Real Estate

Big retail, office development begins adjacent to new University of Maryland hospital in Prince George’s

A bird's eye rendering of the planned Carillon development by Retail Properties of America in Largo. The massive Prince George's County project will be adjacent to the new University of Maryland Capital Region Medical Center, which is under construction.
- Original Credit: For The Baltimore Sun

When developers of a large complex of offices, shops, restaurants and apartments in the Washington suburbs open its first phase in 2021, they will be banking on a special draw: the University of Maryland Medical System’s newest hospital.

The University of Maryland Capital Region Medical Center is slated to open at about the same time on an adjacent site in Largo in Prince George’s County. It will replace the long-struggling Prince George’s Hospital Center in Cheverly, about nine miles away, on 25 acres of land acquired in a three-way deal with the developer and county.


Officials with the Retail Properties of America Inc., an Illinois-based real estate investment trust, said their development, called Carillon, will benefit from the 24-7 nature of a medical facility, providing traffic to all its offerings. The hospital workers, patients and visitors also will benefit from nearby housing, food and other amenities that will include a walking path, outdoor events and perhaps a farmer’s market.

The new project may need the extra boost. Retail-based developments have faced headwinds from online shopping and changing tastes, and the developers say they took years to decide what would work on the site.


“One of the big keys for retail is to have a population that is there all hours," said Craig Friedson, assistant vice president of development at Retail Properties of America. “A facility open 24-hours a day is a great driver.”

Retail Properties of America acquired the site, now about 50 acres, in 2005 but was unsure of what to do with the out-of-date shopping center that had seen multiple bankrupt retailers. That center has since been demolished for the new project.

The Evening Sun


Get your evening news in your e-mail inbox. Get all the top news and sports from the

The first phase of Carillon will include 225,800 square feet of commercial space, including medical offices, and 350 apartments. Eventually, there will be 3 million square feet of commercial and residential space built there. Friedson said the company is negotiating for subsidies from Prince George’s County to complete the project.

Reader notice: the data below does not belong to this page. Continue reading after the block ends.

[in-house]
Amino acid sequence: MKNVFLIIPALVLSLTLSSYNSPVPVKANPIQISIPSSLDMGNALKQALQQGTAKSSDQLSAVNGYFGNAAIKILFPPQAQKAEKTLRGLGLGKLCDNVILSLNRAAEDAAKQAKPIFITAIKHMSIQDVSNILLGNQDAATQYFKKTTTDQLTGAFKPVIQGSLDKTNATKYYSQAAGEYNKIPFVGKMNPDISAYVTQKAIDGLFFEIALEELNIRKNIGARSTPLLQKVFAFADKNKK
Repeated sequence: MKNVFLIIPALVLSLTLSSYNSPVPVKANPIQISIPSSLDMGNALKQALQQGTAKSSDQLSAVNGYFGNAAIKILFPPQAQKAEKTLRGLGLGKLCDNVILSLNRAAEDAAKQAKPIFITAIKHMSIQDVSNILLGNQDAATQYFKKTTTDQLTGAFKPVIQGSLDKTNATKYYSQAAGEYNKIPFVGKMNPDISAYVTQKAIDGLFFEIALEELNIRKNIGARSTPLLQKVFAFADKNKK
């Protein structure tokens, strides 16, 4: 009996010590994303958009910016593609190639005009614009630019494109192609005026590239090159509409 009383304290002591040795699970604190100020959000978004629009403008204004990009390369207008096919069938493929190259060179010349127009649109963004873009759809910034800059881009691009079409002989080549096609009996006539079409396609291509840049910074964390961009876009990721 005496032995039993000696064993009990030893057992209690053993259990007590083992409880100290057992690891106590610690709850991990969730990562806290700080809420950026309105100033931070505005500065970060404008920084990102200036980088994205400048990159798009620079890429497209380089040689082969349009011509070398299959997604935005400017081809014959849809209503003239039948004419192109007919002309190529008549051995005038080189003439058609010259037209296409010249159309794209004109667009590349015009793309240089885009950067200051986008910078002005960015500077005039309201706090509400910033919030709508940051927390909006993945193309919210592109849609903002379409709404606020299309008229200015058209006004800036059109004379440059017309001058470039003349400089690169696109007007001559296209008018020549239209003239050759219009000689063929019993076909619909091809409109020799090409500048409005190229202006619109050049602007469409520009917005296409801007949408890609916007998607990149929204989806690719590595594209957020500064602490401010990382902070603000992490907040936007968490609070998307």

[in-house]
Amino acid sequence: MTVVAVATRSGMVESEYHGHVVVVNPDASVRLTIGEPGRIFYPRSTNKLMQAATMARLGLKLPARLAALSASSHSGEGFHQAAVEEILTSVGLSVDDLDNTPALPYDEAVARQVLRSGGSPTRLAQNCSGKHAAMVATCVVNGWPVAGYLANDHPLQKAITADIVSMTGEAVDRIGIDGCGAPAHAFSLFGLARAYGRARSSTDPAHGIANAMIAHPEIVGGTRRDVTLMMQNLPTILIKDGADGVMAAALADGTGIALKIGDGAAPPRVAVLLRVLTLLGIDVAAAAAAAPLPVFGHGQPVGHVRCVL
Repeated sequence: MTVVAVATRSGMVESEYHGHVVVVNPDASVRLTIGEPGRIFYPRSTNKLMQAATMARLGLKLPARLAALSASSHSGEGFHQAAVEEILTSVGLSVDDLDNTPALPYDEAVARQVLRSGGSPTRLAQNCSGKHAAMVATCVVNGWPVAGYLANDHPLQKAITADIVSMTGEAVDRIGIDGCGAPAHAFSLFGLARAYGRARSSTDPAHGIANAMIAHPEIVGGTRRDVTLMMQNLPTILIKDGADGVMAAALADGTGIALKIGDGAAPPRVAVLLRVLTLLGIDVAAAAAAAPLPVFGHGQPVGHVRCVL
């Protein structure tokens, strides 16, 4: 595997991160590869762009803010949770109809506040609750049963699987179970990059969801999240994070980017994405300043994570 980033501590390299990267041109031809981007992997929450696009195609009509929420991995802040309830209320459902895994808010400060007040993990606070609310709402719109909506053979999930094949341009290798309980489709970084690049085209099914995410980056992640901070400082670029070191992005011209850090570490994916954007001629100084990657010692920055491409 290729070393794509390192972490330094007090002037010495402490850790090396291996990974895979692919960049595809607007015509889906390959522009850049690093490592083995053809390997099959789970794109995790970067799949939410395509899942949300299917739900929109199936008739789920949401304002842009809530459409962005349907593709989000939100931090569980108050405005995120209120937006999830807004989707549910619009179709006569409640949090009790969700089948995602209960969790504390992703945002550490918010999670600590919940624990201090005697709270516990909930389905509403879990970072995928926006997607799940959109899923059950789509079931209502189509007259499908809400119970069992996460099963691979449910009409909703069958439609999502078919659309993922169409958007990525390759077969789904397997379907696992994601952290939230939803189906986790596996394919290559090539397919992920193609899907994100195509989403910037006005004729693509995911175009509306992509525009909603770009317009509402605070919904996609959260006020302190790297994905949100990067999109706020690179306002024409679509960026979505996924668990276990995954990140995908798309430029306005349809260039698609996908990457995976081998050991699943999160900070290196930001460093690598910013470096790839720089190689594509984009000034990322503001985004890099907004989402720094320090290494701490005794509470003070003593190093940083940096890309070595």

County officials had designated the area, with a Metro stop and Capital Beltway access, as part of a town center in a long-term master plan in an effort to bring more amenities to the community. Friedson said officials steered the hospital to the site.

The Maryland hospital system closed on a deal to acquire the money-losing Prince George’s hospital and other heath facilities from Dimensions Healthcare System in 2017 after years of discussions and negotiations, as well as hefty subsidies from the state and county for operations and now construction of the new hospital. Other facilities in the area acquired as part of the deal will become outpatient focused.

The new $600 million teaching hospital is likely to cost more to operate, and charge higher rates, than some other nearby community hospitals. And for years those other hospitals had been draining away Prince George’s residents who sought higher quality care.

The new development may help reverse the trend.

“We are happy to see the Carillon site progressing and we have shared details with one another on our respective projects,” said Jania Matthews, a spokeswoman for University of Maryland Capital Region Health.


“Carillon’s amenities will complement for the University of Maryland Capital Region Medical Center, our patients and staff as well as our community,” she said. "Prince George’s County residents will have a state-of-the-art hospital to meet their healthcare needs, while having a diverse selection of services, restaurants, retailers and entertainment options to enjoy. "